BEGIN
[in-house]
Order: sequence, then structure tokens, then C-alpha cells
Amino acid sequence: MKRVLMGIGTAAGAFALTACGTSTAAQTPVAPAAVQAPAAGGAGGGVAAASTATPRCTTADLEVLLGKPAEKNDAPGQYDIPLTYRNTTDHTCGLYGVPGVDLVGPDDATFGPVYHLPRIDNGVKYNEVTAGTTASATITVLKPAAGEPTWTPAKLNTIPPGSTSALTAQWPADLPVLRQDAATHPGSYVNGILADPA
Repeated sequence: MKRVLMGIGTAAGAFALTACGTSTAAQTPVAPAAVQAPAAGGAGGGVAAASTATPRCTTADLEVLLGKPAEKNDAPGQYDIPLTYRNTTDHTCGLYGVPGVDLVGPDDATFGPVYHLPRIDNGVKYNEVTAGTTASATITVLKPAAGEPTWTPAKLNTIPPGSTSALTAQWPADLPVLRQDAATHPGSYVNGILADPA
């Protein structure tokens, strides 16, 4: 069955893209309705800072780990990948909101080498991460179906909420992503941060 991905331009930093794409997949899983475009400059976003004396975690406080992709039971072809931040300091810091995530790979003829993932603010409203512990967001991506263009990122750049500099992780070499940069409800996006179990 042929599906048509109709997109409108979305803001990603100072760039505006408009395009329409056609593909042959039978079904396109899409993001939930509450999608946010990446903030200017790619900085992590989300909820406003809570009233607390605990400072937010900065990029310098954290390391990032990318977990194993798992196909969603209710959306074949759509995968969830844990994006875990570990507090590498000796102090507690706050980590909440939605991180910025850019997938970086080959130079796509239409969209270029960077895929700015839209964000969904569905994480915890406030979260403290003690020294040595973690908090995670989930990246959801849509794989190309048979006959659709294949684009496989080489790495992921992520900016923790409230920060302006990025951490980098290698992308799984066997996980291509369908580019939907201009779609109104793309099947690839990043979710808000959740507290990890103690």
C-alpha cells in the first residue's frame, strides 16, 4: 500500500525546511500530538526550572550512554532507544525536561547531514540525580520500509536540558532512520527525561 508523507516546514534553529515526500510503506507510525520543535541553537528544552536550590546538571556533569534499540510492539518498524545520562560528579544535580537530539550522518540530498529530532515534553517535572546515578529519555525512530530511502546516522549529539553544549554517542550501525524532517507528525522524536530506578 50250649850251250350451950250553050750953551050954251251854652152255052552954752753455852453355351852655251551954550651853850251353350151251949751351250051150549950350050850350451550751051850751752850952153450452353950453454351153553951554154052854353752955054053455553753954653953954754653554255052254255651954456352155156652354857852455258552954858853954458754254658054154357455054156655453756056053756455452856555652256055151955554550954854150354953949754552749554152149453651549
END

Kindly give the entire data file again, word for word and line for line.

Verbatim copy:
[in-house]
Order: sequence, then structure tokens, then C-alpha cells
Amino acid sequence: MKRVLMGIGTAAGAFALTACGTSTAAQTPVAPAAVQAPAAGGAGGGVAAASTATPRCTTADLEVLLGKPAEKNDAPGQYDIPLTYRNTTDHTCGLYGVPGVDLVGPDDATFGPVYHLPRIDNGVKYNEVTAGTTASATITVLKPAAGEPTWTPAKLNTIPPGSTSALTAQWPADLPVLRQDAATHPGSYVNGILADPA
Repeated sequence: MKRVLMGIGTAAGAFALTACGTSTAAQTPVAPAAVQAPAAGGAGGGVAAASTATPRCTTADLEVLLGKPAEKNDAPGQYDIPLTYRNTTDHTCGLYGVPGVDLVGPDDATFGPVYHLPRIDNGVKYNEVTAGTTASATITVLKPAAGEPTWTPAKLNTIPPGSTSALTAQWPADLPVLRQDAATHPGSYVNGILADPA
């Protein structure tokens, strides 16, 4: 069955893209309705800072780990990948909101080498991460179906909420992503941060 991905331009930093794409997949899983475009400059976003004396975690406080992709039971072809931040300091810091995530790979003829993932603010409203512990967001991506263009990122750049500099992780070499940069409800996006179990 042929599906048509109709997109409108979305803001990603100072760039505006408009395009329409056609593909042959039978079904396109899409993001939930509450999608946010990446903030200017790619900085992590989300909820406003809570009233607390605990400072937010900065990029310098954290390391990032990318977990194993798992196909969603209710959306074949759509995968969830844990994006875990570990507090590498000796102090507690706050980590909440939605991180910025850019997938970086080959130079796509239409969209270029960077895929700015839209964000969904569905994480915890406030979260403290003690020294040595973690908090995670989930990246959801849509794989190309048979006959659709294949684009496989080489790495992921992520900016923790409230920060302006990025951490980098290698992308799984066997996980291509369908580019939907201009779609109104793309099947690839990043979710808000959740507290990890103690």
C-alpha cells in the first residue's frame, strides 16, 4: 500500500525546511500530538526550572550512554532507544525536561547531514540525580520500509536540558532512520527525561 508523507516546514534553529515526500510503506507510525520543535541553537528544552536550590546538571556533569534499540510492539518498524545520562560528579544535580537530539550522518540530498529530532515534553517535572546515578529519555525512530530511502546516522549529539553544549554517542550501525524532517507528525522524536530506578 50250649850251250350451950250553050750953551050954251251854652152255052552954752753455852453355351852655251551954550651853850251353350151251949751351250051150549950350050850350451550751051850751752850952153450452353950453454351153553951554154052854353752955054053455553753954653953954754653554255052254255651954456352155156652354857852455258552954858853954458754254658054154357455054156655453756056053756455452856555652256055151955554550954854150354953949754552749554152149453651549